Hearing Words in Your Head

In talking about speed reading, Scott H. Young mentions a word I hadn’t come across: Subvocalization. Not only do I do this while reading, but also while lipreading without my hearing aid as I explained in this post from my other blog.
I’m curious about those who are deaf especially those who primarily communicate with ASL and don’t wear hearing aids. Do you “hear” things in your head while reading or lipreading?


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  1. I do!!! I wear bilateral hearing aids, and have some hearing, but when im lipreading from accross the room, I usually hear the persons voice in my head!!! or even if i dont know the parson at all, I usually pic up on an accent or ‘type’ of voice just from watching their lips and body language!! its very strange!! 🙂

    • anon on April 2, 2007 at 11:32 am
    • Reply

    For me, I do the same thing…
    In fact, while a student at Gallaudet not so long ago, I read a research article by LaSasso or Ertig that somewhat concluded those deaf people who do vocalize the words in their heads generally have better reading skills than those who don’t. I think it’s because of phonics, but am not sure.

  2. When I read, I have a movie playing in my head.
    Anon – can you find that research?

    • BEG on April 2, 2007 at 12:19 pm
    • Reply

    I will “hear” what I am reading, and I “hear” a lot of sounds that I know (can see or feel) are happening but do not actually hear. I wear two HA. I was not taught with phonics, though 😉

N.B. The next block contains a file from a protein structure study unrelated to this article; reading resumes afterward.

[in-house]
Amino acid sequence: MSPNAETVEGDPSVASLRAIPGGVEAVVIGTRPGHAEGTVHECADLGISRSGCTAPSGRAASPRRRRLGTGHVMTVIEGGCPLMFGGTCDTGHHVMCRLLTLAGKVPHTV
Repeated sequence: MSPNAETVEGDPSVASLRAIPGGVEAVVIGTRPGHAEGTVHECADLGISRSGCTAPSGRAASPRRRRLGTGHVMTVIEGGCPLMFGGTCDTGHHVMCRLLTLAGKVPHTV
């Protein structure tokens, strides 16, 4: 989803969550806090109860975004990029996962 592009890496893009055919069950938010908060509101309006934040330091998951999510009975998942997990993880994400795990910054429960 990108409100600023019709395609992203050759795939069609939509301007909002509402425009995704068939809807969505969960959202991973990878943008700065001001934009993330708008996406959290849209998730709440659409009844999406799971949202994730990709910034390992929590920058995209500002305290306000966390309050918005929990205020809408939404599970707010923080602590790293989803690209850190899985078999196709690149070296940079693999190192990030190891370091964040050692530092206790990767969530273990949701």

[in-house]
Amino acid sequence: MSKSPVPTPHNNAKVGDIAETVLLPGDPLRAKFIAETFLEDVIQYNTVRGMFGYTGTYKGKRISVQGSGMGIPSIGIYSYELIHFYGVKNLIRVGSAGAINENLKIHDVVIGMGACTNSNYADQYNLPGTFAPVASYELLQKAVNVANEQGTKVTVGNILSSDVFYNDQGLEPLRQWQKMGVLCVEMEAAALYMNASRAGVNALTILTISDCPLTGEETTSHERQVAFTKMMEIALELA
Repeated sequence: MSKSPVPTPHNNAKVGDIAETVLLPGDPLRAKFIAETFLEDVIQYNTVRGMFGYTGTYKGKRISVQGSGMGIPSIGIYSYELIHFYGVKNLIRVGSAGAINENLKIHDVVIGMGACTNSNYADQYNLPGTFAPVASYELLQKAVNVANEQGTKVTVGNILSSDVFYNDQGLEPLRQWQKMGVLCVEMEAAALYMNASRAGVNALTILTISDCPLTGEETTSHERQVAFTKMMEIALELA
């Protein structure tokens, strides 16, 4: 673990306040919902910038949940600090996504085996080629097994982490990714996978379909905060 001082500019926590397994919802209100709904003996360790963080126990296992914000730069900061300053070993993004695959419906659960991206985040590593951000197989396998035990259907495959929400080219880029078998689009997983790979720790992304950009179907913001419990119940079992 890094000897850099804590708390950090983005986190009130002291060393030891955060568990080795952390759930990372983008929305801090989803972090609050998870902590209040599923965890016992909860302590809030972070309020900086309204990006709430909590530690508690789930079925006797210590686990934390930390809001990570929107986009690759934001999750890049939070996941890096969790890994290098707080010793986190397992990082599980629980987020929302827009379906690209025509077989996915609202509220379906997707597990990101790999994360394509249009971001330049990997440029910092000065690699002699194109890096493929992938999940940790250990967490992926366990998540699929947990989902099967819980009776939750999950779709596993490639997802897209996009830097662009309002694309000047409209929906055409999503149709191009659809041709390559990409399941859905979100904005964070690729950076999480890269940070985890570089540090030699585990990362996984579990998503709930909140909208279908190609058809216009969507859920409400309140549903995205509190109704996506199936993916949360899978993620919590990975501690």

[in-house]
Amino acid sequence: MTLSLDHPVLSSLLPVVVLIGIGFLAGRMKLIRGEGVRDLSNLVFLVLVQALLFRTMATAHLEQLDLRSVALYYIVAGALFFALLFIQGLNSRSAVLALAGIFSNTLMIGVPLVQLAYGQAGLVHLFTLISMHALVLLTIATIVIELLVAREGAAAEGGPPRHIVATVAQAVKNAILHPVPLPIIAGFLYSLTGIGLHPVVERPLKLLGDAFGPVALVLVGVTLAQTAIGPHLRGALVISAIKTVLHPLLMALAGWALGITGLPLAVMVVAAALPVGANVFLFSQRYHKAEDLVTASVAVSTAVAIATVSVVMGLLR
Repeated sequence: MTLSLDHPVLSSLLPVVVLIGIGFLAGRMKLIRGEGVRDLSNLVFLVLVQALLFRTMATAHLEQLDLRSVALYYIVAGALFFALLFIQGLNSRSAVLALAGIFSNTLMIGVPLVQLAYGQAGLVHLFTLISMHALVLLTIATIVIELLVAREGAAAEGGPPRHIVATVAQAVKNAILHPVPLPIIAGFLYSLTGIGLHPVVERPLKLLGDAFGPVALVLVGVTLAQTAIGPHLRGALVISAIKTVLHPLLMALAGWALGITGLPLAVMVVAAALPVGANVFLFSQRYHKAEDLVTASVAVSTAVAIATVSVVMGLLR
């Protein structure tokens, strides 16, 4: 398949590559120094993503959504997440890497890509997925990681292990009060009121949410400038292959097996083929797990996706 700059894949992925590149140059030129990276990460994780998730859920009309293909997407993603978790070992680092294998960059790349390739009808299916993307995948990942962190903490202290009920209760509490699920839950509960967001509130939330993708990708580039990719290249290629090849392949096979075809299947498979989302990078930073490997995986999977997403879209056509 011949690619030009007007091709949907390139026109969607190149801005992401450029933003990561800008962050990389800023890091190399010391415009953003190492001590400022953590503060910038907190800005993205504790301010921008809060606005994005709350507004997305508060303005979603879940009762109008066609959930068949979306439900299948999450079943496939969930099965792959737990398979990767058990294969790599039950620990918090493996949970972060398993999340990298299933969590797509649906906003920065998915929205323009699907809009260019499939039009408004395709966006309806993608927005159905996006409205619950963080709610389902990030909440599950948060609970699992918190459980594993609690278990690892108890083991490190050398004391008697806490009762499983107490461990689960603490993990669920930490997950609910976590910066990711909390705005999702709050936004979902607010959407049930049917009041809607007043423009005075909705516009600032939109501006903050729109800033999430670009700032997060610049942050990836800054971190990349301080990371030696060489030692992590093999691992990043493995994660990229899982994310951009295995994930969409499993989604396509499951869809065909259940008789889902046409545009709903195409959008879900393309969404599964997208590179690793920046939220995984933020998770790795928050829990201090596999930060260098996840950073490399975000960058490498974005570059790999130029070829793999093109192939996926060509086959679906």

3. My parents (both of them are Deaf) told me I began to read and write at age 2. It was before I went to school at age 4. Even after we moved to the United States from Holland, I continue to love reading. I am not sound-oriented at all, and I don’t hear words in my head at all. I’m just amazed by how persistent the researchers (presumable hearing) could be in attributing Deaf people’s success to the English phonics.

  4. Hmm, I don’t “hear” words while lipreading… I just see it as is.
    But when I read an English book, I envisioned in signs ALONG with lipreading aside so I can practice my English.
    I usually memorize English words through lipreading–
    It drives my husband crazy because I will ask: “what is that word that means to leave… it looks like this: (mouthing) EUUUUD EUUUD….?”
    Him: “oh Elude?”
    ME: “YES! Spell that for me again…”
    So it is not all about acoustics for me, but rather the VISUAL aspect– how the mouth moves for a certain word– and to match that word with a sign or classifier for me to understand its meaning.
    (Worse, sometimes I do think with CC– yes CLOSED CAPTIONED– while I think in signs but there is CC beneath for me to read… Scary.)

  5. Hi. They call this “Phantom Hearing.” Check out the post I wrote on my experience of this at:
    ~ LaRonda

    • SkyBlue on April 2, 2007 at 9:35 pm
    • Reply

    You will want to check out some research by Perfetti and Sandek (not sure that’s the right spelling) from Journal of Deaf Studies and Deaf Education. Back in the late 90s and early 00s. They talk about this.

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